PROVIDENCE, R.I. (WPRI) — A candidate hoping to become the next mayor of Providence says current Mayor Jorge Elorza and state leaders are not doing enough to address violence in the capital city.
On Sunday, several people were injured in a series of violent incidents and a Warwick woman was shot and killed in Providence’s 13th homicide of the year.
The victim, later identified as Miya Brophy-Baermann, 24, was standing in the street talking to a friend when she was shot by people driving by in a car, according to police, who don’t believe she was the intended target.
Then, on Tuesday, a woman told police she was dragged from her vehicle and beaten by ATV riders at the intersection of Smith and Orms streets.
Brett Smiley, former director of the R.I. Department of Administration, addressed the recent uptick in violent crimes with reporters outside the R.I. Convention Center Thursday morning.
“And during this time, we’ve heard almost nothing from leaders at the city and state level about what they’re going to do to stop it,” he said.
Both Elorza and Gov. Dan McKee have separately addressed the violent incidents.
McKee said he’s puzzled as to why Elorza hasn’t taken him up on his offer to provide the city with state resources.
In a May 27 letter obtained by 12 News, McKee told Elorza he was willing to deploy the R.I. State Police Neighborhood Response Team, which the governor described as a “federally funded program that has been successfully engaged in previous years to help curb violence and protect communities.”
During his weekly briefing Tuesday, McKee claimed that nearly two months and a number of violent incidents later, Elorza still hasn’t responded to that letter. Elorza later told reporters the city was not turning down help.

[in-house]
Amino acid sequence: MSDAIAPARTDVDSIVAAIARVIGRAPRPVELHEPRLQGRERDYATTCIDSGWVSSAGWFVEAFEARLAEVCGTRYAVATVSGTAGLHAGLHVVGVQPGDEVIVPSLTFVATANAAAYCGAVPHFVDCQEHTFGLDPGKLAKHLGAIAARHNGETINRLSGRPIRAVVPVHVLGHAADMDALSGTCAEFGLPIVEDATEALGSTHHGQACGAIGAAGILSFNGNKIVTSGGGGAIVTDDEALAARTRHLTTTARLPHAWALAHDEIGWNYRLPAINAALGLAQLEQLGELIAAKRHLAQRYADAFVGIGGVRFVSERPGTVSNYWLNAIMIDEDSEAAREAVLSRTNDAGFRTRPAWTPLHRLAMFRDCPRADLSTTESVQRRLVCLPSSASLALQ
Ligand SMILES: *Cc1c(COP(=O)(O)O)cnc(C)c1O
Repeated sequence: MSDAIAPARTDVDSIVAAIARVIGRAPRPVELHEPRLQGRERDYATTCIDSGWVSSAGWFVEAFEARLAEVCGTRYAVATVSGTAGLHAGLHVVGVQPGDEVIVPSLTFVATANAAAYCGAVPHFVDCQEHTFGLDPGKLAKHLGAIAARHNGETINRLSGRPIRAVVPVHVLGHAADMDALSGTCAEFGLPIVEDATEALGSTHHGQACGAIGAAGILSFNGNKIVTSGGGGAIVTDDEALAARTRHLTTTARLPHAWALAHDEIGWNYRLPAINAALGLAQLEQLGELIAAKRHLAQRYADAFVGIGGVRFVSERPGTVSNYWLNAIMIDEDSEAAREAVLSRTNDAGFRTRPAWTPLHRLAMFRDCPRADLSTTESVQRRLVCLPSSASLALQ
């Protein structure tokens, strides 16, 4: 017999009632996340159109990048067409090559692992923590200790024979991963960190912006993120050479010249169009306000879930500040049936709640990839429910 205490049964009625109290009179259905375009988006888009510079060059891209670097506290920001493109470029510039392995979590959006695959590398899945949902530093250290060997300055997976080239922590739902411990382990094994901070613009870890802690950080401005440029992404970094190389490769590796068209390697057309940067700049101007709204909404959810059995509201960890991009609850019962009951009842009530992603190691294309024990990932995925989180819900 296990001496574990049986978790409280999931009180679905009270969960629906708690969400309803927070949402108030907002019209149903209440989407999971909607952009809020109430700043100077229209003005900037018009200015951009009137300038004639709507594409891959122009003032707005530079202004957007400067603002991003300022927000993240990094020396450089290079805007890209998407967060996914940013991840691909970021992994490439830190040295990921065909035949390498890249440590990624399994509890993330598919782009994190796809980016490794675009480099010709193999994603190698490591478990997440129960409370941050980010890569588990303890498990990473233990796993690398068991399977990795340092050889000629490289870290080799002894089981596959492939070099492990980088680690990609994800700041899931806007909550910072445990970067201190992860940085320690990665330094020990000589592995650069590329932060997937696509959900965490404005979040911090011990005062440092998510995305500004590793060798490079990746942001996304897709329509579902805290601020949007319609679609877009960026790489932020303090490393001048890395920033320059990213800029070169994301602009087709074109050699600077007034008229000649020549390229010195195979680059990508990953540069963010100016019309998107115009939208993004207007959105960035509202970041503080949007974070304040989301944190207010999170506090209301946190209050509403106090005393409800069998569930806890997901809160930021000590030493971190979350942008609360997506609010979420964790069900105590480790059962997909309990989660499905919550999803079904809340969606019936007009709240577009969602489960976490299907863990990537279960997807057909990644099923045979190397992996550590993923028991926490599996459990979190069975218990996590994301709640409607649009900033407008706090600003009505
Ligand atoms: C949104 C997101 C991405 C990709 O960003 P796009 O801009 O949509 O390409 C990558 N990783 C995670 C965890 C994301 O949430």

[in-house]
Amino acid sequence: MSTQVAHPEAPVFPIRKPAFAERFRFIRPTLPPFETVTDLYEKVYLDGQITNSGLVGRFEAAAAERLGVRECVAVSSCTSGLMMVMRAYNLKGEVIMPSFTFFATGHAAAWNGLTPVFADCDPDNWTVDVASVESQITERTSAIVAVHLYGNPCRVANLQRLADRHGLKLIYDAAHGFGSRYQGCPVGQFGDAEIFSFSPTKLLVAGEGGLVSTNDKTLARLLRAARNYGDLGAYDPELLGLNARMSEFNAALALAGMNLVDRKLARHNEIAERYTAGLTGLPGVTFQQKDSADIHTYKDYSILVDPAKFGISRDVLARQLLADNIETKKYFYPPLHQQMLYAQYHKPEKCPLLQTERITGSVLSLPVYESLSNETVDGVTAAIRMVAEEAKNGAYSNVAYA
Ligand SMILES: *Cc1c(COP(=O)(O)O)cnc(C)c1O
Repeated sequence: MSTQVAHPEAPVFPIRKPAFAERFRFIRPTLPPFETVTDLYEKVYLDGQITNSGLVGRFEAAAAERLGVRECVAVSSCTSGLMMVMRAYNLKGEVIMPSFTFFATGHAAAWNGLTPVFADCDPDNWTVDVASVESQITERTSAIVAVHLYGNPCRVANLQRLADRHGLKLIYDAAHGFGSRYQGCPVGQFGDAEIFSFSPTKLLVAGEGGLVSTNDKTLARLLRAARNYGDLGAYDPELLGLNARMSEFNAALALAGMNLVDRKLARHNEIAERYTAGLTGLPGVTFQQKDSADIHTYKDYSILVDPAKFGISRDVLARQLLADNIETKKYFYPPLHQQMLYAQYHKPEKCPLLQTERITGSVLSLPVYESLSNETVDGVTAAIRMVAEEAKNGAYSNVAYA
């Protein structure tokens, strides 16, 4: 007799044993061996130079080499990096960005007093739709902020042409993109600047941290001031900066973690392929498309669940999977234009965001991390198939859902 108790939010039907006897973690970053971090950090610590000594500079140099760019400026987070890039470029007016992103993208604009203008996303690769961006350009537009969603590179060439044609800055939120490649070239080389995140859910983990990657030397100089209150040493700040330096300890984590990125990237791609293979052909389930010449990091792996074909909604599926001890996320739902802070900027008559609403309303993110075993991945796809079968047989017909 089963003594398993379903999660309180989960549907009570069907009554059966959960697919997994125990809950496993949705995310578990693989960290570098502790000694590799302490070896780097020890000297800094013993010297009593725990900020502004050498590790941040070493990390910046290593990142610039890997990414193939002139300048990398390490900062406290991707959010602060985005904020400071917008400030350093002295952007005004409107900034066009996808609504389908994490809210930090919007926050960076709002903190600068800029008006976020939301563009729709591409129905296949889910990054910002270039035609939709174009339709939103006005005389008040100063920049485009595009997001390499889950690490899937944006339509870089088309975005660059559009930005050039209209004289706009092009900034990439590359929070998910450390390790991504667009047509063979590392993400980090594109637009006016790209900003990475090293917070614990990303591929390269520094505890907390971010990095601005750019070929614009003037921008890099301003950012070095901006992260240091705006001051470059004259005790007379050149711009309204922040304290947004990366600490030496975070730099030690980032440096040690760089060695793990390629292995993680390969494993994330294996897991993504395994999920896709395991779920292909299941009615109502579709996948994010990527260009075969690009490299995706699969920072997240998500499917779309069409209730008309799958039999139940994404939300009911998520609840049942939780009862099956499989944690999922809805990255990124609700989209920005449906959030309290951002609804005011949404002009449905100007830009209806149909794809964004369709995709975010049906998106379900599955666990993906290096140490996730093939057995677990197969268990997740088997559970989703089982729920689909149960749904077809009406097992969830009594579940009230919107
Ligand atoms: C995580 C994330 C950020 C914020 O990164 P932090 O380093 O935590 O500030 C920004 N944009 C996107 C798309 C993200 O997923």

“It’s my understanding that our chief and the colonel of the state police, they’ve been in conversations seeing how this could work,” Elorza said. “We have the same goal. We want to get these guns off the streets, we want to keep as many of our young people alive.”
Smiley told reporters elected leaders need to put politics aside and accept all additional resources made available to the city, including support from state police. He says it’s “an all-hands-on-deck moment for our city.”
“This isn’t a criticism of the Providence Police Department; they are staffed at historically low levels,” Smiley added. “The state police in particular can and should provide particular assistance in dealing with the ATV problem.”
Smiley said the issue with ATVs and dirt bikes is one that crosses city and town lines and requires more collaboration. According to him, state police are well suited to help Providence get a handle on what Smiley calls “a serious problem.”
However, Smiley did tell 12 News he thinks the relationships between the command staffs of various law enforcement agencies are “very strong.”
“I do believe that the departments are collaborating and working well together,” Smiley said.
“We need to work together as a state and the greater Providence region to address these issues and set politics aside right now so that all of our residents, whether they be in Providence or another municipality, can feel safe and confident that this is a place to live and work and grow up and raise a family,” he continued.